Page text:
Think before you rally: discussing the Women’s March

Sofia Del Gatto

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Every year a spirit of change and unity drives people from around the world to participate in an internationally-simultaneous Women’s March. In the city, New Yorkers wearing bright pink hats and carrying posters attend a rally with speakers and then walk downtown for several miles, celebrating the festive day.

The demonstration’s intention is to empower young women to voice the issues that they face in society, whether that be the wage gap or Trump’s blatant misogyny. While I support all those participating, I urge you to think critically about its awry significance.

Historically, we have seen the success of vast social reform through non-violent mass protest and those momentous events now serve as symbols of the people’s power to make change and do good. The problem with the Women’s March is that its symbolism precedes the event. The power lays more in the name, the date, or the location than it does in the people. It is not a reaction to specific events, it is a planned occasion, and therefore, the march lacks the passion of the people. This passion to spark true reform instead is substituted with a sense of duty to participate in something that is simply branded and sold as a “change-maker.” 

Because of its shallow popularity, the Women’s March has become a day when women, specifically white women, can liberate the guilt caused by a year’s worth of compliance with the status quo. The media successfully aggrandizes the event so that you can make a poster, walk half a mile, and take several pictures for social media to boast about how politically-active you are. Unfortunately it is easy for many to be subject to the illusion that participating in the March will result in thorough social change. Not only does the March boost the ego of privileged white women, it also often forgets about women of color, of the LGBTQ+ community, of different religions, or of different socioeconomic status. Going to the March is not enough for reform. However, for many, it is seems to be just that.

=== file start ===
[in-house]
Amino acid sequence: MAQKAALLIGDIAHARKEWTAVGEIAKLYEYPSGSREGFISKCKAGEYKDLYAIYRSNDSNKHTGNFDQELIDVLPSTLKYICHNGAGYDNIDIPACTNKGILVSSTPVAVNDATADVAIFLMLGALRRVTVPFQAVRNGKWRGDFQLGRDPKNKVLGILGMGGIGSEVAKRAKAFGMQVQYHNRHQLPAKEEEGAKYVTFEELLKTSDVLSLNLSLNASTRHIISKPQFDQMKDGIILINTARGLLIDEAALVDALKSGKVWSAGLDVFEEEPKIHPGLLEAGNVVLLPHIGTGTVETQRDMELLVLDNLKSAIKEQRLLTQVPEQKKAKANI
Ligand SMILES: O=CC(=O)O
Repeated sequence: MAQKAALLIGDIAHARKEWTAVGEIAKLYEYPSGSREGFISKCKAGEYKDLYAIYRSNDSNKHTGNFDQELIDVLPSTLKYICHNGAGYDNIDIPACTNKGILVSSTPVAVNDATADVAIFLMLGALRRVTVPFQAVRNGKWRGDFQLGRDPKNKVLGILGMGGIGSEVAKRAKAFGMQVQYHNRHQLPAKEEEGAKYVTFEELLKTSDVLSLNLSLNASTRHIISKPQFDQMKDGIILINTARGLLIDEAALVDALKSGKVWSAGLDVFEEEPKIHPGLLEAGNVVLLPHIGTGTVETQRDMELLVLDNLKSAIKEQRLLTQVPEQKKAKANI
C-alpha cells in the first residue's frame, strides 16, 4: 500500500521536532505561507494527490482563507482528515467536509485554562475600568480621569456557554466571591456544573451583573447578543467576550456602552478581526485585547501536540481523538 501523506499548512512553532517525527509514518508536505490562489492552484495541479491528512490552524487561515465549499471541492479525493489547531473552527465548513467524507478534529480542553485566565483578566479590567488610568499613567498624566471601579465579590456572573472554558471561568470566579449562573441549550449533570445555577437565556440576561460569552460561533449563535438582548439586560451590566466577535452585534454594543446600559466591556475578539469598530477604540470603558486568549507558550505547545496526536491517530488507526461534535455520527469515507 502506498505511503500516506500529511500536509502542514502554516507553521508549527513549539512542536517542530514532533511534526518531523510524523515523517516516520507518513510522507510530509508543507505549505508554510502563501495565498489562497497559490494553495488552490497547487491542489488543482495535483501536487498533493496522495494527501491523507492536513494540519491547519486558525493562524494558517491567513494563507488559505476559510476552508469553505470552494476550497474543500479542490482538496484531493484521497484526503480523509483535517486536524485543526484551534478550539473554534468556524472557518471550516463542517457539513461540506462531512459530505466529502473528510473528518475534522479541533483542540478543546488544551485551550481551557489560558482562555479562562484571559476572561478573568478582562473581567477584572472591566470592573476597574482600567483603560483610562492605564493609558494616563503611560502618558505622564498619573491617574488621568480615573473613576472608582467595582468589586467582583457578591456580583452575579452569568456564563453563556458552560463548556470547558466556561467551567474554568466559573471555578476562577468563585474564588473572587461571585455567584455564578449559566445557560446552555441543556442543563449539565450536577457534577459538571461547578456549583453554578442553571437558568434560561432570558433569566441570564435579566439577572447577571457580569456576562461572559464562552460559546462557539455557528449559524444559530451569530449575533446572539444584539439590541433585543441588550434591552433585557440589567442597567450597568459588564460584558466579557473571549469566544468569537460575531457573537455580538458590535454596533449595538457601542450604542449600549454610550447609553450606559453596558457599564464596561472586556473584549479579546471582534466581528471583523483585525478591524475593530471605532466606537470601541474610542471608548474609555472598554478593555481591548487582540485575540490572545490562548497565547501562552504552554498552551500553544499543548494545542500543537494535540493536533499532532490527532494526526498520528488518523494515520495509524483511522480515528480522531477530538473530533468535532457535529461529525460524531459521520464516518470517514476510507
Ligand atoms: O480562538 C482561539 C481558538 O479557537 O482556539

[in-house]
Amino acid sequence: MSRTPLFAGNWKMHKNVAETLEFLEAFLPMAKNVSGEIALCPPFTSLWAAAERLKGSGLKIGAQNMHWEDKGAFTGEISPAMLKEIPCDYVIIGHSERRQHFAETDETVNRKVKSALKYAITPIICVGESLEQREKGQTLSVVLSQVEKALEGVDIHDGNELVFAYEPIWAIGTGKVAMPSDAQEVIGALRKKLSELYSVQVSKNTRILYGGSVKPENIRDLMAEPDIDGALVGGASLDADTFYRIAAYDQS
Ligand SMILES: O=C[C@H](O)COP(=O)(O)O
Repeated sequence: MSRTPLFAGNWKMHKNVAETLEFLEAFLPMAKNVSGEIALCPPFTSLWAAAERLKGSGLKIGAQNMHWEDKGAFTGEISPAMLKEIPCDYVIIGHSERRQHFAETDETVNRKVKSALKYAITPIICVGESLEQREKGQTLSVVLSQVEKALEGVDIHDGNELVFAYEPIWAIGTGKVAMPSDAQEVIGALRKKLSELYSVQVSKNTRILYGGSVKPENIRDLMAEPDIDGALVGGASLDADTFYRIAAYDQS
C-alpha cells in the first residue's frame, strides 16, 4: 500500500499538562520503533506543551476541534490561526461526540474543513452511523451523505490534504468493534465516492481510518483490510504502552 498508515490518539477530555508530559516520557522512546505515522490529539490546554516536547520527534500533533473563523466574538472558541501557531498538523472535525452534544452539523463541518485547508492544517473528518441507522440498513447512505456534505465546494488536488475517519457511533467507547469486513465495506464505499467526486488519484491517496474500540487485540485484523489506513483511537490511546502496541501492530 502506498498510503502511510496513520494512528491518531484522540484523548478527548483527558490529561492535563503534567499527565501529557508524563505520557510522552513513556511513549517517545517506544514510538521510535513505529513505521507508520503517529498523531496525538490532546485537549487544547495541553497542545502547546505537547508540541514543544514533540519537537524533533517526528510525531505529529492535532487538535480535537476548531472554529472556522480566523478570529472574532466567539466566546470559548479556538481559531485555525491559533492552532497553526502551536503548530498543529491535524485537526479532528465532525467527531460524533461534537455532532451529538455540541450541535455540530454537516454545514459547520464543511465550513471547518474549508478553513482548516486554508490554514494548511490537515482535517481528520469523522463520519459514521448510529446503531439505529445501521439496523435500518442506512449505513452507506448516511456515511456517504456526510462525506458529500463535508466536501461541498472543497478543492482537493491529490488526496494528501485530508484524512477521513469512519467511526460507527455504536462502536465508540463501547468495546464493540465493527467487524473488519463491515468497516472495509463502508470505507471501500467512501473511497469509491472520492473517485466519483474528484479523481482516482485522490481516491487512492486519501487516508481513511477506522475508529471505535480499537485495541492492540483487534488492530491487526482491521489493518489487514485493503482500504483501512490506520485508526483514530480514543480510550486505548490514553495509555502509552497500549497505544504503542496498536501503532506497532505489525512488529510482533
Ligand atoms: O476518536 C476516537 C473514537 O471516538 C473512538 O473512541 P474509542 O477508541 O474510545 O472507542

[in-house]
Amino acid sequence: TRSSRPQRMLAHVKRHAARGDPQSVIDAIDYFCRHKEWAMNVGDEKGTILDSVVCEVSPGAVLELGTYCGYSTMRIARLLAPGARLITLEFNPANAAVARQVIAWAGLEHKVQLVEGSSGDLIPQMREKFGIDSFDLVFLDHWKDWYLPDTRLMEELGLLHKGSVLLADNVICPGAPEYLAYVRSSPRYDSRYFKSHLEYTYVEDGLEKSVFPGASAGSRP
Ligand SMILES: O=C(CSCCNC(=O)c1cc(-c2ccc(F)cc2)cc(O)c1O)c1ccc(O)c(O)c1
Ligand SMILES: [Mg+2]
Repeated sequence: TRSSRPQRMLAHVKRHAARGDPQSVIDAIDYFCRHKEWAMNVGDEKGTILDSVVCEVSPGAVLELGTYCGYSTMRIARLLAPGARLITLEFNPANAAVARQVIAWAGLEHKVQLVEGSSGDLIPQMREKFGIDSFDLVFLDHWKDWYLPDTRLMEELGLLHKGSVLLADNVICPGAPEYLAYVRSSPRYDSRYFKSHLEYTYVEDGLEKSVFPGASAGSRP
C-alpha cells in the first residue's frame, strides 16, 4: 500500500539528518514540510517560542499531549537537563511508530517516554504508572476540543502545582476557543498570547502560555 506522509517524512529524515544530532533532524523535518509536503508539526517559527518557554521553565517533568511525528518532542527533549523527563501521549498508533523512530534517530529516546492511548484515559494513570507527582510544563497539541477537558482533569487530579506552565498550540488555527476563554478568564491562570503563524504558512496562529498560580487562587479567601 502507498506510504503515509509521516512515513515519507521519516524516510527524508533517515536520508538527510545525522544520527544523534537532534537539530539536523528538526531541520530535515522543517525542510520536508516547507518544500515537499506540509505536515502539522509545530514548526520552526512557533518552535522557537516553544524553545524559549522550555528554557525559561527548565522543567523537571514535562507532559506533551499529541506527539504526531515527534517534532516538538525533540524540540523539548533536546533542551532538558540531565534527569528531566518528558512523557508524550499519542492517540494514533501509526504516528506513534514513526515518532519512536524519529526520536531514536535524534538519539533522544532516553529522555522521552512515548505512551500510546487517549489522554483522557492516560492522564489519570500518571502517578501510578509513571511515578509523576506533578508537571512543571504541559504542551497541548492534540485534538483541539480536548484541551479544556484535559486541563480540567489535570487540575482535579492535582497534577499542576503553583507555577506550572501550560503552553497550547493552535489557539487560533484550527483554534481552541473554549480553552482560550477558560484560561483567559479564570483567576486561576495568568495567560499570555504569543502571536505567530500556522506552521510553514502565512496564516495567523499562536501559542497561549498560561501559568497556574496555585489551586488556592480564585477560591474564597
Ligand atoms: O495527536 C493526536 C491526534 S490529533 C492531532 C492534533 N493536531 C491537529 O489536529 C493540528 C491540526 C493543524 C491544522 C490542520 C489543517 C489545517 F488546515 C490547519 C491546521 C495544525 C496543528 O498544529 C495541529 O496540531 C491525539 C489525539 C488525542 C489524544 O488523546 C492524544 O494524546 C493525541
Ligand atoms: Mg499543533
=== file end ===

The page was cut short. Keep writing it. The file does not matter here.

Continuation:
In order to truly participate in meaningful change, the Women’s March should only be one out of many protests we participate in. Many of us limit ourselves to activism which will benefit our situation. Confining ourselves to our own box only perpetuates a system of egoism and of strict separation between humans. We already know that in our society “separate, but equal” starts and ends with an oppressor and an oppressed, so we must exceed the boundaries of the expected extent of our activism. In order to uncover an egalitarian world, we must recognize that because of how our current society has been constructed, different groups of people need different amounts of assistance to have their voices heard. As we participate in various causes besides our own, converting our current system of equality to one of equity, we work towards a world where equity can again become equality. There will no longer be a need for one to require more help than another.

That is what intersectionality really is about: empathy, compassion, and gratitude. It is empathy and compassion for the situation of others (which also means that acceptance of everyone’s complete identity is necessary), and gratitude for what we already have and for our power to do more. So, as we fight for and alongside others, we simultaneously develop these three virtues which will later come back to create for all a deep well-being that goes beyond a materialistic issue.

As we try to think critically about any situation like the Women’s March, the question of what can be defined as good or bad will come up. That is a good opportunity to contemplate where you want to center your personal moral compass. I often find myself taking a utilitarian perspective in these cases, basing my actions around what would create the most well-being for the most amount of people. But, I also find it important to remain adaptable to different situations and open to significant change.

The most critical part in the process of trying to solidify your opinions is to make sure that no one is imposing their beliefs onto you, and that you take charge of where you want to focus your core principles. Although many things are out of our control, how we align ourselves internally is something that always stays with us and is something that can always guide us in life. I urge you all to think deeply about how you ground yourselves to be able to approach all situations, but I also encourage you to embrace moral change.

After going the Women’s March, consider how you can develop a fuller role in society’s struggle for equality by surpassing the comfortable boundaries that we surround ourselves in. But, before taking any action, stop and think about what kind of change you want to see. Recognize what stance you want to take on societal issues and be mindful about how those thoughts will become your actions. For whichever reason you are marching, know that it is the intention that defines the deed.